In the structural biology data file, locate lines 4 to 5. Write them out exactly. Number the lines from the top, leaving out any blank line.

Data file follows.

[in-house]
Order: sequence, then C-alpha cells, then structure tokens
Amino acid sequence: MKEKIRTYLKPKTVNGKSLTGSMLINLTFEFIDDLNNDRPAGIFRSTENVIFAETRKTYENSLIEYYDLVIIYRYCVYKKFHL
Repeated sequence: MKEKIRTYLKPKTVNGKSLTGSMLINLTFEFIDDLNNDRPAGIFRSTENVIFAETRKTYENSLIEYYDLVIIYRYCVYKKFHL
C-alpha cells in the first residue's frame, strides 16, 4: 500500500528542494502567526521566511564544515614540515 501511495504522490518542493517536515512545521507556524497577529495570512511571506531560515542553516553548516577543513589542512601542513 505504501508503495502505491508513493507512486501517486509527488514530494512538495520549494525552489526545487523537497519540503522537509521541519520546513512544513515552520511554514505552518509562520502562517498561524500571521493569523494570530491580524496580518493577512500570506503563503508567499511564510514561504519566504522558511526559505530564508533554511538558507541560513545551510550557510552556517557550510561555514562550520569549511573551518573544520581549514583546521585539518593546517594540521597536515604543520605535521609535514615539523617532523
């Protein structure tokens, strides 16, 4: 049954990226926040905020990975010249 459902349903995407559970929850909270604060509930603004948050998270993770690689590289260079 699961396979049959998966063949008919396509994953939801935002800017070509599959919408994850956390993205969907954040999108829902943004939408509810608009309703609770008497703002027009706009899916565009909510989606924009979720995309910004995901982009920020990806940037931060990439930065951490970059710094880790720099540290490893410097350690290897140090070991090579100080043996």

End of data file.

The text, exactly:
Repeated sequence: MKEKIRTYLKPKTVNGKSLTGSMLINLTFEFIDDLNNDRPAGIFRSTENVIFAETRKTYENSLIEYYDLVIIYRYCVYKKFHL
C-alpha cells in the first residue's frame, strides 16, 4: 500500500528542494502567526521566511564544515614540515 501511495504522490518542493517536515512545521507556524497577529495570512511571506531560515542553516553548516577543513589542512601542513 505504501508503495502505491508513493507512486501517486509527488514530494512538495520549494525552489526545487523537497519540503522537509521541519520546513512544513515552520511554514505552518509562520502562517498561524500571521493569523494570530491580524496580518493577512500570506503563503508567499511564510514561504519566504522558511526559505530564508533554511538558507541560513545551510550557510552556517557550510561555514562550520569549511573551518573544520581549514583546521585539518593546517594540521597536515604543520605535521609535514615539523617532523